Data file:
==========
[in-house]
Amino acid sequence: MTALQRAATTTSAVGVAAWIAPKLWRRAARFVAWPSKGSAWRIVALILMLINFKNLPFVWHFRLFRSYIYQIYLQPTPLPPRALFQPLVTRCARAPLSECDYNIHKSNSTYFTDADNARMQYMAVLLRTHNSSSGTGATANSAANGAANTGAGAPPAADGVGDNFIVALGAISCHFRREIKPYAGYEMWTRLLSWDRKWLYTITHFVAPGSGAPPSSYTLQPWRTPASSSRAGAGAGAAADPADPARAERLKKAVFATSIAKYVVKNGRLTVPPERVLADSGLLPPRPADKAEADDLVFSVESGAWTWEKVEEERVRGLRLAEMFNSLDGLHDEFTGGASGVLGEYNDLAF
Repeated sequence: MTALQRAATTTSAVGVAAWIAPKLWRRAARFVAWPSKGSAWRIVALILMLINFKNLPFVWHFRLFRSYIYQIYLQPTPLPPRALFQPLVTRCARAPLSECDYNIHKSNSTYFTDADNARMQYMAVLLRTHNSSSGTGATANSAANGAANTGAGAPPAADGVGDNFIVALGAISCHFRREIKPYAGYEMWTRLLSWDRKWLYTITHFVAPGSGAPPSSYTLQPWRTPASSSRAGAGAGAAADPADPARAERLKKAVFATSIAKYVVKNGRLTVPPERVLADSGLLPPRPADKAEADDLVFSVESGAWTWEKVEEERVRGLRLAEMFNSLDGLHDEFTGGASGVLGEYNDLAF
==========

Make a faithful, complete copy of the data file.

[in-house]
Amino acid sequence: MTALQRAATTTSAVGVAAWIAPKLWRRAARFVAWPSKGSAWRIVALILMLINFKNLPFVWHFRLFRSYIYQIYLQPTPLPPRALFQPLVTRCARAPLSECDYNIHKSNSTYFTDADNARMQYMAVLLRTHNSSSGTGATANSAANGAANTGAGAPPAADGVGDNFIVALGAISCHFRREIKPYAGYEMWTRLLSWDRKWLYTITHFVAPGSGAPPSSYTLQPWRTPASSSRAGAGAGAAADPADPARAERLKKAVFATSIAKYVVKNGRLTVPPERVLADSGLLPPRPADKAEADDLVFSVESGAWTWEKVEEERVRGLRLAEMFNSLDGLHDEFTGGASGVLGEYNDLAF
Repeated sequence: MTALQRAATTTSAVGVAAWIAPKLWRRAARFVAWPSKGSAWRIVALILMLINFKNLPFVWHFRLFRSYIYQIYLQPTPLPPRALFQPLVTRCARAPLSECDYNIHKSNSTYFTDADNARMQYMAVLLRTHNSSSGTGATANSAANGAANTGAGAPPAADGVGDNFIVALGAISCHFRREIKPYAGYEMWTRLLSWDRKWLYTITHFVAPGSGAPPSSYTLQPWRTPASSSRAGAGAGAAADPADPARAERLKKAVFATSIAKYVVKNGRLTVPPERVLADSGLLPPRPADKAEADDLVFSVESGAWTWEKVEEERVRGLRLAEMFNSLDGLHDEFTGGASGVLGEYNDLAF